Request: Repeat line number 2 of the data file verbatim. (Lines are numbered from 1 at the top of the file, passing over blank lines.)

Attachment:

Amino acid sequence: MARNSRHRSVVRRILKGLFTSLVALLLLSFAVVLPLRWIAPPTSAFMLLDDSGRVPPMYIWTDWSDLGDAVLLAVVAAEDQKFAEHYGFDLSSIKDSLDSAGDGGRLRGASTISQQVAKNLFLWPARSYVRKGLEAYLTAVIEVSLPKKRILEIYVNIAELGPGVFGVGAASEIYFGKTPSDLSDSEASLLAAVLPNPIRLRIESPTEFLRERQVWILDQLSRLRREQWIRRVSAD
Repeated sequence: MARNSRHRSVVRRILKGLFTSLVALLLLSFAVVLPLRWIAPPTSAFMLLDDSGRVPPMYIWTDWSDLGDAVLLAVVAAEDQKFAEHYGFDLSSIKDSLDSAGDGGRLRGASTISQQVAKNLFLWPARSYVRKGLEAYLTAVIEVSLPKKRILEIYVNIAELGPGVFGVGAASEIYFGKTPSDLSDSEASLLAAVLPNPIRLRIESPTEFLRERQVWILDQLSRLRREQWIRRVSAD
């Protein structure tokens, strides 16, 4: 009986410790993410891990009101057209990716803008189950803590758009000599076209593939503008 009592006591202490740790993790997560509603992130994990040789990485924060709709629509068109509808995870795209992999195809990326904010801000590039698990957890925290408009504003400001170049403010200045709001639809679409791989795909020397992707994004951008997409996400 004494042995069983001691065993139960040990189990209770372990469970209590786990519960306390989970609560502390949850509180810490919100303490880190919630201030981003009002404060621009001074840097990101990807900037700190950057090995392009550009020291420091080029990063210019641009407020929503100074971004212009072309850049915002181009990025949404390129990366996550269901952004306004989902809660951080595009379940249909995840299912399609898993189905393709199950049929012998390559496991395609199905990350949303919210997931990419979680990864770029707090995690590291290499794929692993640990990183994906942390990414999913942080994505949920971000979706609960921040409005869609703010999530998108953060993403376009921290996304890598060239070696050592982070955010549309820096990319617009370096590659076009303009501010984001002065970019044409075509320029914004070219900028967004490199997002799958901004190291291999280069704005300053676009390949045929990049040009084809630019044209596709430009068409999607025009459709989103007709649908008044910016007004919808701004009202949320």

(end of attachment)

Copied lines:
Repeated sequence: MARNSRHRSVVRRILKGLFTSLVALLLLSFAVVLPLRWIAPPTSAFMLLDDSGRVPPMYIWTDWSDLGDAVLLAVVAAEDQKFAEHYGFDLSSIKDSLDSAGDGGRLRGASTISQQVAKNLFLWPARSYVRKGLEAYLTAVIEVSLPKKRILEIYVNIAELGPGVFGVGAASEIYFGKTPSDLSDSEASLLAAVLPNPIRLRIESPTEFLRERQVWILDQLSRLRREQWIRRVSAD